Just shy of a netbook (and arguably much better looking than one), the HP Mini 5101 features an aluminum/magnesium chassis, a 10.1″ screen, and a 95% size chiclet keyboard.
With a 3.2″ screen, 3.5 mm audio jack, and 5 MP camera, HTC’s Hero is a svelte HTC Magic; it’ll also run the slick Sense UI and Flash when it debuts in the US later this year. Thanks, Nate!
Made for gamers and professionals, OCZ’s Sabre Keyboard has nine OLED keys which can be programmed with images or text; 128 MB onboard memory stores app-specific macros.
Coming soon to the iPhone 3G/3GS and available for the iPod Touch, WildCharge recharges your gadgets via induction; you’ll need to purchase a skin and WildCharger Pad.
Tekken 6’s Limited Edition is a smorgasbord of goodies: you’ll get a wireless filght stick and artbook; Gamestop buyers will also get a Cardboard Tube Samurai courtesy Penny Arcade.
The Mini isn’t the newest kid on the block, but Josh D’s Wood iPod Mini gets a drool-worthy makeover; it’s made with Australian red cedar and a working Camphor Laurel clickwheel.
Most of us wouldn’t look too good with our innards bared, but the Nintendo DSi looks might fine with the Crystal series of XCM’s Eye Candy Shell; the full case is made with clear acrylic.
Powerline tech has been around for awhile, but Belkin’s Gigabit Powerline HD breaks the 200 Mbps barrier by five-fold with a blistering 1,000 Mbps through your home’s electrical wiring.
T-Mobile’s all-touchscreen MyTouch 3G is finally official: it can be preordered starting 7/8 and will feature a 3.2″ touchscreen, Android 1.5, 3.2 MP camera and come in three colors.
Created in 2007 by students Johann Henkel and Andi Kern, the Cue VJ is a 15.4″ touchscreen tablet with a linear knob/fader; updated for 2009, we’d recommend a multi-touch UI.
Garmin’s new Foretrex 301/401 is rugged, wearable GPS navigators that work in heavy tree cover or deep canyons; they also sport TracBack, which takes you back to where you started.
Charge your phone and burn calories, too: every minute your foot pumps air with the Orange Power Pump, it spins a turbine up to 2000 rpm and creates enough power for a 5 minute call.
Cradia’s Mini Fit XL makes two interesting innovations to the laptop cooler: not only can you adjust the position of the fan to maximize cooling, but it serves as a 15″ case and stand.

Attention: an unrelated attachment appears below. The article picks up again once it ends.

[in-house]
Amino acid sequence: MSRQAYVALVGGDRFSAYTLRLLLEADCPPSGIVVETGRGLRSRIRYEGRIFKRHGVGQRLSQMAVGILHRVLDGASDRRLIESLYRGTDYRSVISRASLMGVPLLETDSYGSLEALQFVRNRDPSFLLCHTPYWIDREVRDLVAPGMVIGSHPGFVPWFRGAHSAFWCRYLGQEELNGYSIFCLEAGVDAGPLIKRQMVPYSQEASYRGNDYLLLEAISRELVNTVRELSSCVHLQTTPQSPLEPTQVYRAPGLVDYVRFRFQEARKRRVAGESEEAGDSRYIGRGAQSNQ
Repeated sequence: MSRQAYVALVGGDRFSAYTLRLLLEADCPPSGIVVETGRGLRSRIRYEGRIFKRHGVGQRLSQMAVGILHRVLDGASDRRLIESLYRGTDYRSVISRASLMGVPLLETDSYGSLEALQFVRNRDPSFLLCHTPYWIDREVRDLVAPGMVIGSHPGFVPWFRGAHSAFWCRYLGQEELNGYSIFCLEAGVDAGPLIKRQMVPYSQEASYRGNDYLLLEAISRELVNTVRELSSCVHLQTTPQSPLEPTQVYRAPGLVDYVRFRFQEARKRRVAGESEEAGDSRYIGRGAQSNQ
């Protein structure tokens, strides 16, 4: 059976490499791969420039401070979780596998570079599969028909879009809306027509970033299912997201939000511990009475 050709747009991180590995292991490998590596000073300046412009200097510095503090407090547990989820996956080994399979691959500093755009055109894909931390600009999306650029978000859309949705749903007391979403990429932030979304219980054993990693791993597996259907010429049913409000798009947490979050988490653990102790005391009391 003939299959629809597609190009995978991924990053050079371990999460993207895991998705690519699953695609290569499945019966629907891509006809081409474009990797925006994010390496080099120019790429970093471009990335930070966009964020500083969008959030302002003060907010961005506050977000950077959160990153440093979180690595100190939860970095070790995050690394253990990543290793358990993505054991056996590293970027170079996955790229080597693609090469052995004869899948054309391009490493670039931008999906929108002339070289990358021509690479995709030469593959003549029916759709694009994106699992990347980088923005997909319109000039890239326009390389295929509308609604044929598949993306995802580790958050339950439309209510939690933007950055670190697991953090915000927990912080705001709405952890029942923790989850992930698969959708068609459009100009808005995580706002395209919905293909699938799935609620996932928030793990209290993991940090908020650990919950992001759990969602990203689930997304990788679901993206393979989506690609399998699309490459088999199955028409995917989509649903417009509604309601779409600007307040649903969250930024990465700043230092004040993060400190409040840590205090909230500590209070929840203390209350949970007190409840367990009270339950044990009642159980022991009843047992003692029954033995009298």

Designed for the living room but gamer-friendly, Maingear’s Axess HD Gamer tops out with 3.33GHz Core i7 CPU, 12GB RAM, dual 9800 GT cards and a Phantom Lapboard.
If you liked the Procedural City we demoed previously, Procedural System Structure blows it out of the water: in English, it not only generates cities on the fly but their interiors, too.
Similar to tech used by the military, Motorola’s Endeavor HX1 uses bone conduction to cut out wind noise and focus on your voice; the Bluetooth headset ships July 2009 in Asia.
Due out in July, T-Mobile’s trusty Dash smartphone gets bumped up to 3G speeds and features a new trackball; otherwise, it keeps its full QWERTY keyboard, Wi-Fi and WinMo 6.1.
Logitech’s M555b is a Bluetooth enabled mouse for notebook users; it features 5 buttons, a 1000 DPI laser sensor, an LED low-battery indicator and hyper-fast, single-spin scrolling.
Pinch yourself, Layar is real and now available for Android (iPhone 3GS soon); it uses your phone’s camera, GPS and compass to ID surroundings as an augmented reality browser.
Okay, so a calculator isn’t exactly cutting edge tech–but we’re liking Monroe’s 8125 for its blend of clean lines, 30% smaller packaging and chunky keys; think of it as porn for accountants.
An E-620 packed into a small, retro package, Olympus’ E-P1 is the “digital PEN” in homage to similarly styled 50s cameras; specs: 12.3 MP, 720p recording, 3″ screen and HDMI out.
Essentially the Omnia Pro sans keyboard, Samsung’s Jet packs a blazing fast 800 Mhz processor, a 3.1″ AMOLED screen, 5 MP camera, Samsung’s 3D Cube UI, Wi-Fi and 2GB storage.
Nokia’s slim E71 is barely out the door but the E72 is already official: this upgraded version gets a 5 MP camera, optical navigation pad, 3.5 mm headphone jack and 10.2 Mbps HSDPA.
Designed with the seeing-impaired in mind, Zhenwei You’s B-Touch phone concept turns the touchscreen into a dynamic braille pad, includes voice feedback and uses image recognition.
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